Volunteer Park Conservatory (Seattle): Part Five, The Bromeliad House

Standard

This—the last room on this visit we’ve been having for about a week now—is the Bromeliad House.

Dischidia ‘Thailand Blush’.
I am sorry I don’t know as much about these plants as I’d like to, but in my home, they are simply too difficult to care for and that always complicates things. I’d love to take them on, but maybe I will have to let a few other plants die first. Yes, I said that.
Air plants are everywhere here, but there are other plants too.
There is a different kind of Staghorn Fern and…
more and more of the Tillandsia and other Bromeliads.
I found some lovely blooms though.
Aechmea warasii variegata.
This was a nice view but it reminded me of The Muppets for some reason. Maybe I’m tiring of calling everything Seussian?
There was a musical artwork made by an artist from Portland, Oregon installed overhead and it was really kind of nice in that it wasn’t really overdone or obtrusive. It complemented the whole atmosphere.

As the musical chimes played I admired blooms nearby and listened to the melodic tones.

Agapetes ‘Ludgvan Cross’.
I like these plants more and more whenever I see them. They look like hand-painted China and are so stimulating to the eye.

Agapetes ‘Ludgvan Cross’.

Before I left I walked around outside admiring the beds of annuals. It was such a nice way to relax and clear my mind before heading back home to Portland.
I don’t know much about this aspect of their work here at the Volunteer Park Conservatory, but when plants are confiscated from people trying to ship them in or out of the country illegally this is where they are sent. I was happy to know they didn’t necessarily just wind up in a garbage can somewhere. Not that I have thought about this a lot but…
Maybe the seeds I accidentally attempted to import legally that were on the DO NOT IMPORT list ended up here and are out back in their plant pokey? If so, I hope they’re doing well. I am just relieved that the only harm I caused myself was the worry about where my seeds had gone. I had no idea they were being held up because of my mistake. Note to self: Order more carefully next time.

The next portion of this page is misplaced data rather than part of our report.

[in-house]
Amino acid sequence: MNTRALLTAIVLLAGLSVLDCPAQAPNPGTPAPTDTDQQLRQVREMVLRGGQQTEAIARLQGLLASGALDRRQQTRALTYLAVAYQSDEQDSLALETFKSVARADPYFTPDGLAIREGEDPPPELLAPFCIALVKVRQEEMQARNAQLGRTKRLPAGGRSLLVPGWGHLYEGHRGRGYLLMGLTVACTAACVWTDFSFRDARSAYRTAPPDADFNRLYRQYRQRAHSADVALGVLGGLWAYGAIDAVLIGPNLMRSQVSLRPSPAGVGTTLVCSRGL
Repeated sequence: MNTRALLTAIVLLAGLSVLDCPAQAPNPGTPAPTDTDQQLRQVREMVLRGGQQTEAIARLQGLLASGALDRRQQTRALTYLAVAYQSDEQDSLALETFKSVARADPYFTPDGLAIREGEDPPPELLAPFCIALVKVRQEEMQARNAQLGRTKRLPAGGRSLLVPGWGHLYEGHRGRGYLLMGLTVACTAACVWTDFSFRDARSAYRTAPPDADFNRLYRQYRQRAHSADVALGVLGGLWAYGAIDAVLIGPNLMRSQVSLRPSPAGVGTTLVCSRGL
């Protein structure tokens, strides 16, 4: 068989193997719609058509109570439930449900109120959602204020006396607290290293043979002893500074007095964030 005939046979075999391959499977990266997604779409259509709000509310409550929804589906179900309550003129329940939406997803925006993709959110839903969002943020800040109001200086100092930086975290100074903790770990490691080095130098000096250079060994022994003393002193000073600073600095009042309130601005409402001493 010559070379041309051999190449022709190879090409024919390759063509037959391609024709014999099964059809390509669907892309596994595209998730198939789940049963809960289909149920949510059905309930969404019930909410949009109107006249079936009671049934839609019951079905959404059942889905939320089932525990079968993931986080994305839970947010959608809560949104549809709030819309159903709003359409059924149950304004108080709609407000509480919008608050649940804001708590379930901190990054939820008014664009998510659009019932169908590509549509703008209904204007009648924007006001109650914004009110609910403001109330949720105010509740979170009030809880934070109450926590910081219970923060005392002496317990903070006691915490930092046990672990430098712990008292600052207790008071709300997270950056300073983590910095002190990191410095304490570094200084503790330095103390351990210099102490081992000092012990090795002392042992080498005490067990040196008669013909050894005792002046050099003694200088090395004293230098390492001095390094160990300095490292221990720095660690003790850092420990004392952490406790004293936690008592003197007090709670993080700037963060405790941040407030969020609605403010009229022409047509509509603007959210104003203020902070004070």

Northwest Flower & Garden Show (2011) Part Three

Standard
We made it home despite the Arctic blast and saw lots of snow along the roadside. Immediately we ran as many outdoor plants as possible into the studio to protect them from the cold air. All my new treasures are hidden or else under lights in the basement. I cannot wait until next week when I can plant some of the new stuff that is dormant. I bought some incredibly rare plants so that I can collect their seeds. (Oh, and while we were gone, the last 100 or so packets of seeds arrived.)
The cats are happy, the weekend foster kiddos are getting along ok, and now it is back to the garden show. (I will show you the treasures after the kiddos go home on Sunday night. I don’t want them poking their eyes out with my new metal garden pieces and plants.)
Here are some more amazing pictures from the really great container garden area of the current Northwest Flower & Garden Show.
Carnivorousness at its best.
Naturalistic plantings with every nook and cranny planted.
I loved this water feature.
Potting bench.
Potting shed.
Gorgeous!
Garden bed. Flower bed.
Sweetest dreams.
Too funny!
I noticed this just before I walked off. It made me giggle.
I really want to make some cement/concrete pieces myself this year.
This was a really cozy setting.
This is a really cute idea.
Two of the container garden displays had beverages on display too for the gardener’s pleasure. My husband the winemaker completely agrees.
It’s another planter gutter.
Air plants on furniture—with Puget Sound out in the distance and Pike St Market.
Air plants on plant.

I think that I only have a little bit left about the amazing seminars so more tomorrow.